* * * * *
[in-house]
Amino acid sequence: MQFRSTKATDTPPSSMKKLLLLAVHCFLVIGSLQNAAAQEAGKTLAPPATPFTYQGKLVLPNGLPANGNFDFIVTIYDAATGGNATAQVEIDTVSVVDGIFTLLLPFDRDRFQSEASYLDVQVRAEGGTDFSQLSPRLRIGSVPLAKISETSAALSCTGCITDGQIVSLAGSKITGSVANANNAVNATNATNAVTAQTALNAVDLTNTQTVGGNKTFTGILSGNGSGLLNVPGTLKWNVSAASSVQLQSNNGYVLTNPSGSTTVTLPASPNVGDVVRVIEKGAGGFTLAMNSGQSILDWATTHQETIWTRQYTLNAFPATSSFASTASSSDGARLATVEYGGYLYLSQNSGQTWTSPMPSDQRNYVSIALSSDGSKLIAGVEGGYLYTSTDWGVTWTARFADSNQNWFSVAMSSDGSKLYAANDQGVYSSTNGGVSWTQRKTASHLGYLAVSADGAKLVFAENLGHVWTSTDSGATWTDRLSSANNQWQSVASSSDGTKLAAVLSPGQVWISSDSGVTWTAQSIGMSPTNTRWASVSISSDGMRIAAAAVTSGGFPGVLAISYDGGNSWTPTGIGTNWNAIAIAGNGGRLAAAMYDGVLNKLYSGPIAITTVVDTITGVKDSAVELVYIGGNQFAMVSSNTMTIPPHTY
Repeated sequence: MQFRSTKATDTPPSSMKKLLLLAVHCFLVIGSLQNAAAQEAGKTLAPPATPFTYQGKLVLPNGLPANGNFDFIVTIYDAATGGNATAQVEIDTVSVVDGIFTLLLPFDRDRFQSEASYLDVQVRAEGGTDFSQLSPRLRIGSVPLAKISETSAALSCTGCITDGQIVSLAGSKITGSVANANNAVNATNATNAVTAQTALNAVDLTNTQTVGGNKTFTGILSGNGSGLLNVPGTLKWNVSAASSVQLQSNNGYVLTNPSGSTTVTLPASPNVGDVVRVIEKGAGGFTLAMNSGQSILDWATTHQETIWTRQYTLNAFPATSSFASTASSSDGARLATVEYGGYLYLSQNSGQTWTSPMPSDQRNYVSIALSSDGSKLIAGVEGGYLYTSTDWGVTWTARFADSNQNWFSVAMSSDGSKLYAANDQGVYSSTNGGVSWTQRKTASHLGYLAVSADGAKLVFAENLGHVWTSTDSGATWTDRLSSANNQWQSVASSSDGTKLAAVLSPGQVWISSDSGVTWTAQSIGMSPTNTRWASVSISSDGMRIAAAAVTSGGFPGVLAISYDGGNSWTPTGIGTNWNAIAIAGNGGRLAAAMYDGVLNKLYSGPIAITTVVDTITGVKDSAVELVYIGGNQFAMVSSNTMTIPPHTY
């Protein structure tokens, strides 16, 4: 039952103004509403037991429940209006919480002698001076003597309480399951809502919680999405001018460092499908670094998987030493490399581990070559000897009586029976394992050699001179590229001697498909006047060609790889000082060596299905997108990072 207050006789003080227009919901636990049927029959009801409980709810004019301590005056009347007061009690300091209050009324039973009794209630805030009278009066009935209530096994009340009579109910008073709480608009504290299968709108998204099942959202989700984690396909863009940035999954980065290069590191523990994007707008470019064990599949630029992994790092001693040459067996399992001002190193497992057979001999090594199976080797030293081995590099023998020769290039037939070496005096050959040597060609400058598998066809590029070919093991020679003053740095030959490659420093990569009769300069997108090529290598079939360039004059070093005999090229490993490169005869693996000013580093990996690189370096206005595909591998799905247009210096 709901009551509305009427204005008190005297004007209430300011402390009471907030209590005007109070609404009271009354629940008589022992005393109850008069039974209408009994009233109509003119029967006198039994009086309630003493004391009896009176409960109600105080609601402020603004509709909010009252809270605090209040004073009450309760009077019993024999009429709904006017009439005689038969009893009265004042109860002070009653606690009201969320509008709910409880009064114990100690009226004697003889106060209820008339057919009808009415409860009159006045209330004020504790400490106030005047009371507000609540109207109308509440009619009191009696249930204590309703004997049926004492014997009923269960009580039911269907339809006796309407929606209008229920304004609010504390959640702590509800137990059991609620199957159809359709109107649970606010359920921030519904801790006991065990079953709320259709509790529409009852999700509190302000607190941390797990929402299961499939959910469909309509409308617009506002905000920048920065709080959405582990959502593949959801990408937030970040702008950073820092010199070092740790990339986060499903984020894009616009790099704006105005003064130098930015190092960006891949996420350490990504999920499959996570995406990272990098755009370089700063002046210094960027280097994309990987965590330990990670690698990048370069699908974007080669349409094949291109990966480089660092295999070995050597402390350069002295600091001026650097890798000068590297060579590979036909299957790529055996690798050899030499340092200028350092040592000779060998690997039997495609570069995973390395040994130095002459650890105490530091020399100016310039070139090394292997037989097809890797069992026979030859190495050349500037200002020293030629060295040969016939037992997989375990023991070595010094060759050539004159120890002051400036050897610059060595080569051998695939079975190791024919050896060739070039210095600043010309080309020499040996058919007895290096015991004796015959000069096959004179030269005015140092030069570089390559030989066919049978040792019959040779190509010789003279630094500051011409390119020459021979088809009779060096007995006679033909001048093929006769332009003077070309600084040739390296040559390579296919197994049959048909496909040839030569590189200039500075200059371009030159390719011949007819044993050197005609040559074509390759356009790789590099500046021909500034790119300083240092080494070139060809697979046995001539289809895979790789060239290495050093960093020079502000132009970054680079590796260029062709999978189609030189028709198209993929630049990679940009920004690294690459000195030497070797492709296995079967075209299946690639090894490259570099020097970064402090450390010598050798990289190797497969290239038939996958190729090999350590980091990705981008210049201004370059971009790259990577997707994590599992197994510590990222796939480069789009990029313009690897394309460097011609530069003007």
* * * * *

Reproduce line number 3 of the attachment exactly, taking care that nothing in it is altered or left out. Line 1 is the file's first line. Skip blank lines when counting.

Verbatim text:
Repeated sequence: MQFRSTKATDTPPSSMKKLLLLAVHCFLVIGSLQNAAAQEAGKTLAPPATPFTYQGKLVLPNGLPANGNFDFIVTIYDAATGGNATAQVEIDTVSVVDGIFTLLLPFDRDRFQSEASYLDVQVRAEGGTDFSQLSPRLRIGSVPLAKISETSAALSCTGCITDGQIVSLAGSKITGSVANANNAVNATNATNAVTAQTALNAVDLTNTQTVGGNKTFTGILSGNGSGLLNVPGTLKWNVSAASSVQLQSNNGYVLTNPSGSTTVTLPASPNVGDVVRVIEKGAGGFTLAMNSGQSILDWATTHQETIWTRQYTLNAFPATSSFASTASSSDGARLATVEYGGYLYLSQNSGQTWTSPMPSDQRNYVSIALSSDGSKLIAGVEGGYLYTSTDWGVTWTARFADSNQNWFSVAMSSDGSKLYAANDQGVYSSTNGGVSWTQRKTASHLGYLAVSADGAKLVFAENLGHVWTSTDSGATWTDRLSSANNQWQSVASSSDGTKLAAVLSPGQVWISSDSGVTWTAQSIGMSPTNTRWASVSISSDGMRIAAAAVTSGGFPGVLAISYDGGNSWTPTGIGTNWNAIAIAGNGGRLAAAMYDGVLNKLYSGPIAITTVVDTITGVKDSAVELVYIGGNQFAMVSSNTMTIPPHTY